First Red Sox pitching ace Pedro Martinez got beaned on the forehead by an errant baseball during a duck boat parade in 2004 celebrating Boston’s first World Series victory in 86 years.
Then on Wednesday, Red Sox manager Alex Cora and the World Series trophy were hit by beer cans thrown during the parade, damaging flags on the trophy.
Imbibing and throwing full cans of beer at newly crowned champions passing on the duck boats is a well-established tradition in Boston. But The Washington Post reported Cora and the team’s security director didn’t appreciate the projectile and immediately pointed at the perpetrator in the crowd.
A 19-year-old Sandwich, Massachusetts, who immediately expressed remorse for hitting Cora, was charged with being a minor in possession of alcohol, assault and battery with a dangerous weapon and being disorderly. There were five other arrests during the celebration. It isn’t clear who damaged the trophy.
But fans shouldn’t worry. Red Sox spokesman Chris Gilligan tells the Bangor Daily News the trophy already has been repaired.
Black Friday couch potatoes
No need to rush to make plans or leave the comfort of your couch after the Thanksgiving meal, a recent national study by Genesys, a Daly City, California, analysis company finds.
Only 37 percent of Americans plan to brave the crowds and, in places like Maine, the cold of Black Friday crowds.
Genesys said the switch to online shopping continues to disrupt what used to be a holiday tradition — dreaded by some, looked forward to year-long by others — and what had been America’s most active in-store shopping day of the year.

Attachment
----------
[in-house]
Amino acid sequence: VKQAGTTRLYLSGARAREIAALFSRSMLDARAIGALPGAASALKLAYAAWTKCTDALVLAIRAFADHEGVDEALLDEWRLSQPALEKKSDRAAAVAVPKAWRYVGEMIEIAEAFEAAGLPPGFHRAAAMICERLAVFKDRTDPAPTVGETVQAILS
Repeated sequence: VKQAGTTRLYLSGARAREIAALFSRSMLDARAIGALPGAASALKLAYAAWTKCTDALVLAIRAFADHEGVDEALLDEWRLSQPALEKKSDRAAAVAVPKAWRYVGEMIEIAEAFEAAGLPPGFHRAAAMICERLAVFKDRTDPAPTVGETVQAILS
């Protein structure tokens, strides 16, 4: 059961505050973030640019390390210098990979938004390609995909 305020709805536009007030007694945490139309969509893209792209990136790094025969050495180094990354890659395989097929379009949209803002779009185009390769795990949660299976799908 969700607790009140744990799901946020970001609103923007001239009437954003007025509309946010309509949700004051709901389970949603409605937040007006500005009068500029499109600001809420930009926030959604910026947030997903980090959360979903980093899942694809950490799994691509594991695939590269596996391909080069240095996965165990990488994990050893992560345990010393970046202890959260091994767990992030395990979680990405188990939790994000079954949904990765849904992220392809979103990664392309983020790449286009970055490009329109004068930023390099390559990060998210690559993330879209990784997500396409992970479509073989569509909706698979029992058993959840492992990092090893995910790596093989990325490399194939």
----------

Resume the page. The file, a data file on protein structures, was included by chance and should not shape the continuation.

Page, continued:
Genesys culled its results from 1,000 adult respondents nationwide.
“There is a general agreement among respondents that despite the appeal of the price reductions, physical stores are far too busy (67 percent) and are just not worth the hassle (31 percent),” the report said. And that’s not to mention some in-store physical fights over low-priced or rare items.
“For the 2018 Black Friday festivities, Americans are trading in their physical shopping carts for online carts,” Janelle Dieken, senior vice president of Genesys, said.
But there are downsides to shopping on the internet, she said. “Convenience is king, but online shopping is hardly hassle-free if customers are met with difficulties making payments, trouble finding answers to questions quickly, lack of response when using live chat and, not to mention, security issues.”
Maine’s billion-dollar companies get bigger
Three of Maine’s largest public companies, all with revenues in the billions of dollars, reported higher revenues for their most recent quarters this week.
WEX Inc., the South Portland-based company that provides financial and technical services for corporate credit cards, reported Wednesday that its revenues for the third quarter that ended Sept. 30 rose 18 percent to $382.7 million compared to the same quarter last year